With a teacher contract that expired 12 years ago, and the latest unraveling of negotiations, Buffalo School Superintendent Kriner Cash is not ruling out the possibility of a strike.
Cash said he would not assume that Buffalo Teachers Federation President Philip Rumore will lead a strike, but when pressed, the superintendent said the district would be ready if a strike occurs.
“I don’t want to pre-empt that Phil is going to do that,” Cash said in a meeting Thursday with The Buffalo News Editorial Board. “What I’m not going to tolerate is Phil putting an egregious time frame on the district to settle a contract when he has not presented a true counterproposal that is responsive to all of these issues.”
When specifically asked what he would tell parents worried about a strike, Cash responded, “We have a plan.”
The comments about a possible strike come:
• Just days after Rumore walked out of the most recent round of contract negotiations.
• After Cash said the union reversed course on a proposal for retroactive pay.
• As district officials face pressure to come up with a deal before an Oct. 17 union meeting.
Rumore later Thursday evening reiterated his intention to bring a contract proposal before teachers at that meeting.
“There’s no reason we can’t have a contract to vote on that night,” he said, while declining to comment about a possible strike.
Rumore scheduled the all-teachers meeting months ago – before negotiations had even resumed – saying he expected to have a contract to present for a vote at that time. He has previously said teachers would “not be very happy” if they did not have a proposed contract to vote on and would begin exploring other options.
“He certainly has not said that they’re not going on strike,” said Edward A. Betz, general counsel for the district. “My concern is he is not trying to avert this and that he has not at all informed membership of the consequences of this.”
A strike would have serious repercussions for teachers, parents and students.
Teacher strikes are illegal under state law. In exchange for giving up the right to strike, the state’s Taylor Law mandates that existing contract terms remain in place until a new agreement can be negotiated.
If teachers do strike, participants not only lose pay for any days not at work, but are also docked an additional day’s wages.
Union leaders also could face jail time. In 2000, Rumore served eight days in jail as part of a 15-day contempt-of-court sentence for violating the no-strike law. He used his time incarcerated to tutor other inmates.
“Mr. Rumore has gone to jail before and said he liked it,” Betz said.
Given those penalties, teacher strikes are rare, but not outside the realm of possibility.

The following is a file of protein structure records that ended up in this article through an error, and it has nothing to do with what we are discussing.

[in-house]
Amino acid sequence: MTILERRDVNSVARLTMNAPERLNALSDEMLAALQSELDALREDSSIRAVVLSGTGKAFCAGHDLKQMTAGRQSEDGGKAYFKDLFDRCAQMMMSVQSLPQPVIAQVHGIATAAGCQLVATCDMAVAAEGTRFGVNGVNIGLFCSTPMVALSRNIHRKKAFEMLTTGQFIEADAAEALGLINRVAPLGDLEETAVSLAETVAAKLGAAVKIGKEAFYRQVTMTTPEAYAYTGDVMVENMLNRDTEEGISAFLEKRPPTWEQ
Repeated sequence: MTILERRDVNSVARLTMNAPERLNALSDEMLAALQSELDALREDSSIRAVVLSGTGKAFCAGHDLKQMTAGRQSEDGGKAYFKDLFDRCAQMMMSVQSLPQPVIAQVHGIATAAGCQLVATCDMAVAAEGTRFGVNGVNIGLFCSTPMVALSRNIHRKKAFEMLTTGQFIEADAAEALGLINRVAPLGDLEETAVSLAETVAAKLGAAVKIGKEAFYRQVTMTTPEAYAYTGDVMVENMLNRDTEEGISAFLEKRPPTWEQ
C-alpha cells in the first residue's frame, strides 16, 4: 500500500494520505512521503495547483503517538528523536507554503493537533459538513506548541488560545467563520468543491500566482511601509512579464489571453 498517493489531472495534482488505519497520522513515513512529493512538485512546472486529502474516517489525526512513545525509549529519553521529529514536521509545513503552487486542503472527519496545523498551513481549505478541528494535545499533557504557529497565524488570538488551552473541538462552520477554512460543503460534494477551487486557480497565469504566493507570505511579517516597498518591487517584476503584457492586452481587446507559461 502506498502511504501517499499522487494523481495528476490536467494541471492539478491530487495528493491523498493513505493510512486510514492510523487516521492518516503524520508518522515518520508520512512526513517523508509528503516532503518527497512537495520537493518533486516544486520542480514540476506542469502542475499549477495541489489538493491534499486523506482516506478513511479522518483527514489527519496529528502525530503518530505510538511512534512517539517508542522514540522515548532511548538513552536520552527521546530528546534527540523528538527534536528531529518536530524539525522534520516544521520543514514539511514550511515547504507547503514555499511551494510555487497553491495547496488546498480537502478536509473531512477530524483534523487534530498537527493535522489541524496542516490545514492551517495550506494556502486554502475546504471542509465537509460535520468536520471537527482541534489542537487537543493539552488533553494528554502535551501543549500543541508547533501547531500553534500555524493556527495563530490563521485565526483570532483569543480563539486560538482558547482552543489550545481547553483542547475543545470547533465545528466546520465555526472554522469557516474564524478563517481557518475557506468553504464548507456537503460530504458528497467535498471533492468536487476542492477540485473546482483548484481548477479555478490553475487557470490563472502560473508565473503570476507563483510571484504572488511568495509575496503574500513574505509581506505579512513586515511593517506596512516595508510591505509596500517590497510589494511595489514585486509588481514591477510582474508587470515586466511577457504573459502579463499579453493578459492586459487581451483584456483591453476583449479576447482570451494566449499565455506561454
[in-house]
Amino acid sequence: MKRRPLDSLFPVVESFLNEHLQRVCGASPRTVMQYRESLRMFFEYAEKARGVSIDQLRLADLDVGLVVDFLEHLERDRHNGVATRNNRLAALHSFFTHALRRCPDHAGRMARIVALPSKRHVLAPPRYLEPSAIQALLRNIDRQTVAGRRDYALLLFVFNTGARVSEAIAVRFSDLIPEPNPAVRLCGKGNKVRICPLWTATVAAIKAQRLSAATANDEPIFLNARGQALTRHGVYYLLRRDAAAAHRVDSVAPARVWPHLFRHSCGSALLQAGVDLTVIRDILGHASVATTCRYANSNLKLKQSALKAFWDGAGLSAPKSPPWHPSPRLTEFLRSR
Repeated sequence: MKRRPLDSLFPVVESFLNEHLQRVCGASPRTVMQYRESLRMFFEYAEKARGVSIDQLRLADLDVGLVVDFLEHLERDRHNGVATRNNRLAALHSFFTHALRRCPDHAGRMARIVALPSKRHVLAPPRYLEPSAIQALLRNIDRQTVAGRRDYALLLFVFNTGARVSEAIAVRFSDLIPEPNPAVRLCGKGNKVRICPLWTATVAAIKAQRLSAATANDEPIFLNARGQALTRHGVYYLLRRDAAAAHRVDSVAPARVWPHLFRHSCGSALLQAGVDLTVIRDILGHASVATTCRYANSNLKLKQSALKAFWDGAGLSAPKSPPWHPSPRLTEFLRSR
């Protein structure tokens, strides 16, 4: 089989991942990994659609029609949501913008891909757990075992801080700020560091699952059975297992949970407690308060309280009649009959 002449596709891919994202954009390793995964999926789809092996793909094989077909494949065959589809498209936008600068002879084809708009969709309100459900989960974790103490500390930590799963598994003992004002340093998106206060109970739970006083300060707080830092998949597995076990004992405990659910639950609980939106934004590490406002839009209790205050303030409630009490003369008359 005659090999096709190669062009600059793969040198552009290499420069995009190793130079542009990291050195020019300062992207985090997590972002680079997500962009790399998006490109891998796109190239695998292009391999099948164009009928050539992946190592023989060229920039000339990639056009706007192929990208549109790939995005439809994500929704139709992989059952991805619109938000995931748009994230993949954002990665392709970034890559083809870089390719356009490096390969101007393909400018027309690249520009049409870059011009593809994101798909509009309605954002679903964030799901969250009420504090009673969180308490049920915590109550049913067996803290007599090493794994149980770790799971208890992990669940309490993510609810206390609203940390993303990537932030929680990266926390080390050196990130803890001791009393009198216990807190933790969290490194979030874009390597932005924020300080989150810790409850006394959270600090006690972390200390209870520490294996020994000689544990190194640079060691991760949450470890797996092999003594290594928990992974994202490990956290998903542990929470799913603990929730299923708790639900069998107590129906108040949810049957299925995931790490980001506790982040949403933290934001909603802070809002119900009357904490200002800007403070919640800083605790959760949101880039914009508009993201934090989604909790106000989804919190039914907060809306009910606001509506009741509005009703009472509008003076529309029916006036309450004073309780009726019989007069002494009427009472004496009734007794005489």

During the 2000 strike, 3,800 teachers walked out in frustration over the lack of progress in contract negotiations. The union called the one-day strike after the district presented contract proposals that included demands previously rejected by teachers.
Rumore called the strike at 7:05 a.m. Sept. 7, catching school district officials off guard and delaying the start of the school year.
Prior to that, in 1976, Buffalo teachers went on strike during the first phase of a court-ordered desegregation program. The strike was ultimately resolved when an outside arbitrator stepped in to negotiate an agreement.
Rumors of a possible strike have been floating through the district in recent years as contract talks have become more tedious.
This week, both sides have been tactically trying to get their message out to teachers and the public before the Oct. 17 meeting.
After walking out of negotiations, Rumore drummed up a crowd of hundreds of teachers – including the state teachers union president – to protest prior to Wednesday’s School Board meeting. Then, at the meeting, district administrators went public with their proposal, saying that they did not believe that Rumore had given all of the details to teachers.
Adding to the pressure is new dynamics on the Buffalo School Board, which has several new members elected with heavy support from the union.
Cash said that all nine board members agree with the most recent proposal that the district put on the table, but also acknowledged that things could change if the political climate does.
“I’ve been around,” Cash said. “It’s when things get to another level – when parents start talking, when teachers start talking, when relationships that people have – start putting pressure on. That’s when board members tend to do something else, but I don’t think they will on this issue. My sense is they understand the gravity of this.”
Cash also had a ready response when asked whether he could assure parents that there would be a teacher in their child’s classroom after the October union meeting.
“Let’s ask Phil that first,” Cash said. “You get that response from Phil, then I’ll give my response.”
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